Film: Werner Herzog films Paleolithic Art in Chauvet caves

Werner Herzog's Cave Painting Documentary: Der Spiegel
Werner Herzog's new film "Cave of Forgotten Dreams" is a stunning 3D documentary about a cave in France that is home to the world's oldest known human art. Herzog has always had a fascination for extreme places. Whether it's the rainforests of 1972's "Aguirre, the Wrath of God" and 1982's "Fitzcarraldo," the ravaged oil fields of Kuwait in the 1992 film "Lessons of Darkness," or Antarctica as featured in the 2007 documentary "Encounters at the End of the World," the legendary German filmmaker seems happiest when he is in the kind of location that tests human endurance to the limits.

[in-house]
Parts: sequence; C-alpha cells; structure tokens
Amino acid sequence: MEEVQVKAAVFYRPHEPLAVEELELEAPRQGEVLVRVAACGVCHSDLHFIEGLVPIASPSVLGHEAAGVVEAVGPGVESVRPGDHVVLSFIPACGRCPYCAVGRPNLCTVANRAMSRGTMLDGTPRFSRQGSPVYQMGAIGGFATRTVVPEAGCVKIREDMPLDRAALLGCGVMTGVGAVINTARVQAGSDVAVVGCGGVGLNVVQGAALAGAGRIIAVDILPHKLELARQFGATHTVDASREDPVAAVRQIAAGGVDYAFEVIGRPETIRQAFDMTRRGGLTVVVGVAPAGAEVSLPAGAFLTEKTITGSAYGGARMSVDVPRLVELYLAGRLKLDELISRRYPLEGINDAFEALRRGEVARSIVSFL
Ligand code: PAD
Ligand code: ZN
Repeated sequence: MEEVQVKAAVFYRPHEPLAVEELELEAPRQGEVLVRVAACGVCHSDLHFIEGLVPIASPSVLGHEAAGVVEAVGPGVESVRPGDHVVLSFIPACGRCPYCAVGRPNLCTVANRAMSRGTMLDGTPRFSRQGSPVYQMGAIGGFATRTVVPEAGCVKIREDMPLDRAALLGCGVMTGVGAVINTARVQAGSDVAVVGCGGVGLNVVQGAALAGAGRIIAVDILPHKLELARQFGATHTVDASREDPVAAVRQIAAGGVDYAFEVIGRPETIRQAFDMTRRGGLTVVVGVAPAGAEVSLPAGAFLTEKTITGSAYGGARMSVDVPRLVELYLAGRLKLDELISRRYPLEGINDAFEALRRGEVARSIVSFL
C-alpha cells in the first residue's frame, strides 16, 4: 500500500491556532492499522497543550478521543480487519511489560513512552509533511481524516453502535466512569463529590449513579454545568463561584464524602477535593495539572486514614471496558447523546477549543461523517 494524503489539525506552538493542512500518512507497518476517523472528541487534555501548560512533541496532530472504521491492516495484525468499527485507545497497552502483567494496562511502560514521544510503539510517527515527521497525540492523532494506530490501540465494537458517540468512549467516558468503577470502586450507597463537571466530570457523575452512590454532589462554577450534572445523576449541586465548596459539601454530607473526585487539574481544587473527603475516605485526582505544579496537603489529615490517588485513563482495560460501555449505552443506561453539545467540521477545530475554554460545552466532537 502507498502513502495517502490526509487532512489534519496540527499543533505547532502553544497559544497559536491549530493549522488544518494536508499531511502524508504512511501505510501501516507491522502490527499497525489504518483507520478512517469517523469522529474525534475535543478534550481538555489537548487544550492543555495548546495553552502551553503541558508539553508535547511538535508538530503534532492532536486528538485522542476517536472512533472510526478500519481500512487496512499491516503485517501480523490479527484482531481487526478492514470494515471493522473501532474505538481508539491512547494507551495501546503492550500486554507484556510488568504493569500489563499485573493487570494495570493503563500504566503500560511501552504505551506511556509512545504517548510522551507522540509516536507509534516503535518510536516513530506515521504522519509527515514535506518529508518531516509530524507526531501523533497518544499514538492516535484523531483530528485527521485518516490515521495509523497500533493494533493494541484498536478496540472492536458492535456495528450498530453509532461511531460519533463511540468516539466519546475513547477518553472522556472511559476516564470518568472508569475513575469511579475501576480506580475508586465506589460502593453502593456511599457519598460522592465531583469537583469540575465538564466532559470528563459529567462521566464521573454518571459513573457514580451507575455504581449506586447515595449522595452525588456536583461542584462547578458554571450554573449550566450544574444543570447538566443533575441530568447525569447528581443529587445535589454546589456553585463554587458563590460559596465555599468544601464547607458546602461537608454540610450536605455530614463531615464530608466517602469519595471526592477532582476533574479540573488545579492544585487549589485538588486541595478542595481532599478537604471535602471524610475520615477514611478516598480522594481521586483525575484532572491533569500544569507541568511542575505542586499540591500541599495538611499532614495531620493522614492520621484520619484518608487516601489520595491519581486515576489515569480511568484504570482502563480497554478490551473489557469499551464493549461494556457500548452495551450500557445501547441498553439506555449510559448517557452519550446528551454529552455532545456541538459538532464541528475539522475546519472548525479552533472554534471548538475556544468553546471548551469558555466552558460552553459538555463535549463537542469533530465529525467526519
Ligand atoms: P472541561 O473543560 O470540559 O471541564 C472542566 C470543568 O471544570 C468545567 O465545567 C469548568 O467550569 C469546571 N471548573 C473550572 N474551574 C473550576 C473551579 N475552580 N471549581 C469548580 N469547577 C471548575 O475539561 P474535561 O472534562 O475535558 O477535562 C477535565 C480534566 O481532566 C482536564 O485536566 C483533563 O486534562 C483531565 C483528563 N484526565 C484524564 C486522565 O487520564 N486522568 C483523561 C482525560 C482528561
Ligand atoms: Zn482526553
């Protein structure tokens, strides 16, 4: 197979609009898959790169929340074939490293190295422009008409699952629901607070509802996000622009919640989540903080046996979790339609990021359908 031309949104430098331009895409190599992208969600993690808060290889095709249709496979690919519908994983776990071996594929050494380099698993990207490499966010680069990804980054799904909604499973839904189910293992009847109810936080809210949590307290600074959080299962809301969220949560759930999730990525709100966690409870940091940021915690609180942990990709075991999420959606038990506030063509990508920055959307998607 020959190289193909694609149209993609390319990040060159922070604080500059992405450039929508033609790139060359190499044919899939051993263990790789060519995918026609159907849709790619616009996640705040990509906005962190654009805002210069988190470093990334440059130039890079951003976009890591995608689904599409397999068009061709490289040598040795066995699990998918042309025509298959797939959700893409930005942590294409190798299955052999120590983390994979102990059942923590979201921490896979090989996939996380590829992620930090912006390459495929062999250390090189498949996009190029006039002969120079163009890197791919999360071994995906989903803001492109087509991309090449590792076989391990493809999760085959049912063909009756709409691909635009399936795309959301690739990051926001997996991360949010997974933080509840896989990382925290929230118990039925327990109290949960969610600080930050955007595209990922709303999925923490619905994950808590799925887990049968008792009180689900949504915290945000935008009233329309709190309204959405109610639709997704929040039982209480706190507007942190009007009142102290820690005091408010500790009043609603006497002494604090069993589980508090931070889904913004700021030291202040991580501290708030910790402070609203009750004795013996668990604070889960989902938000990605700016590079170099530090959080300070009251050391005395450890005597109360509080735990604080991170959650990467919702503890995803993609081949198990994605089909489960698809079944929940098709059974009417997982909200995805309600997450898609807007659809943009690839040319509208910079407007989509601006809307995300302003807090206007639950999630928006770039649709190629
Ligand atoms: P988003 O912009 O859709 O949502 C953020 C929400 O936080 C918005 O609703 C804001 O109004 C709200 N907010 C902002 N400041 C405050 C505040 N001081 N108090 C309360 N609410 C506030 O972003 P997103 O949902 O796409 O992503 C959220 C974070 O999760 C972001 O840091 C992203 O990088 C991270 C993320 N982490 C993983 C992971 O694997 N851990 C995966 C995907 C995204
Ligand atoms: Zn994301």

But seldom has Herzog filmed in a place as inaccessible as the location of his latest documentary. In "Cave of Forgotten Dreams," which features in the official program of the 2011 Berlin International Film Festival, Herzog visits the Chauvet Cave in southern France, which is home to unique examples of Paleolithic rock art. The cave was sealed off for dozens of millennia -- and even today, no one is granted access apart from a handful of scientists. The cave, discovered in 1994, is home to hundreds of pristine artworks. Over 30,000 years old, they are the oldest known pictures created by humans.

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